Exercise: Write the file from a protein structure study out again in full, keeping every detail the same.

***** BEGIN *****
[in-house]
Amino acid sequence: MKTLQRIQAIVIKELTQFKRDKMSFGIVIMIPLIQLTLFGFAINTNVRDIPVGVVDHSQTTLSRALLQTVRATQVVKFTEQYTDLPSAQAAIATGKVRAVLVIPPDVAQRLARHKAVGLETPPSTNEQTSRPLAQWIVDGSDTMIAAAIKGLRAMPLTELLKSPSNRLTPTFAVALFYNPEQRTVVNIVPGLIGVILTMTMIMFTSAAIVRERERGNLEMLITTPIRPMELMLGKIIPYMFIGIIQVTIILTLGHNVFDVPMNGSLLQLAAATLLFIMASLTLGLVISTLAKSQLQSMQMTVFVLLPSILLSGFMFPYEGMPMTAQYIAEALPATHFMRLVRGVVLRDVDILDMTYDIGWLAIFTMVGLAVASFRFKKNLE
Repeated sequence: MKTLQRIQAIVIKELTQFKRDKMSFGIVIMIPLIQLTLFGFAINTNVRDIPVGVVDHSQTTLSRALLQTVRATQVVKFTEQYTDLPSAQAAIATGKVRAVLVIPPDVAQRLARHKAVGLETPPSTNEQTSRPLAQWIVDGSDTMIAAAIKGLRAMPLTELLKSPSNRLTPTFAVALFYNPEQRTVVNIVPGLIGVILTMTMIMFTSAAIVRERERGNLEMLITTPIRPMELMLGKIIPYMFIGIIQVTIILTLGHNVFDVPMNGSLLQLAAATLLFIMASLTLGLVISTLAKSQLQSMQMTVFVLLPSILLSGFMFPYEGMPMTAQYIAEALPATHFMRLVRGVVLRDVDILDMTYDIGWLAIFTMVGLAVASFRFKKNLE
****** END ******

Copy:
[in-house]
Amino acid sequence: MKTLQRIQAIVIKELTQFKRDKMSFGIVIMIPLIQLTLFGFAINTNVRDIPVGVVDHSQTTLSRALLQTVRATQVVKFTEQYTDLPSAQAAIATGKVRAVLVIPPDVAQRLARHKAVGLETPPSTNEQTSRPLAQWIVDGSDTMIAAAIKGLRAMPLTELLKSPSNRLTPTFAVALFYNPEQRTVVNIVPGLIGVILTMTMIMFTSAAIVRERERGNLEMLITTPIRPMELMLGKIIPYMFIGIIQVTIILTLGHNVFDVPMNGSLLQLAAATLLFIMASLTLGLVISTLAKSQLQSMQMTVFVLLPSILLSGFMFPYEGMPMTAQYIAEALPATHFMRLVRGVVLRDVDILDMTYDIGWLAIFTMVGLAVASFRFKKNLE
Repeated sequence: MKTLQRIQAIVIKELTQFKRDKMSFGIVIMIPLIQLTLFGFAINTNVRDIPVGVVDHSQTTLSRALLQTVRATQVVKFTEQYTDLPSAQAAIATGKVRAVLVIPPDVAQRLARHKAVGLETPPSTNEQTSRPLAQWIVDGSDTMIAAAIKGLRAMPLTELLKSPSNRLTPTFAVALFYNPEQRTVVNIVPGLIGVILTMTMIMFTSAAIVRERERGNLEMLITTPIRPMELMLGKIIPYMFIGIIQVTIILTLGHNVFDVPMNGSLLQLAAATLLFIMASLTLGLVISTLAKSQLQSMQMTVFVLLPSILLSGFMFPYEGMPMTAQYIAEALPATHFMRLVRGVVLRDVDILDMTYDIGWLAIFTMVGLAVASFRFKKNLE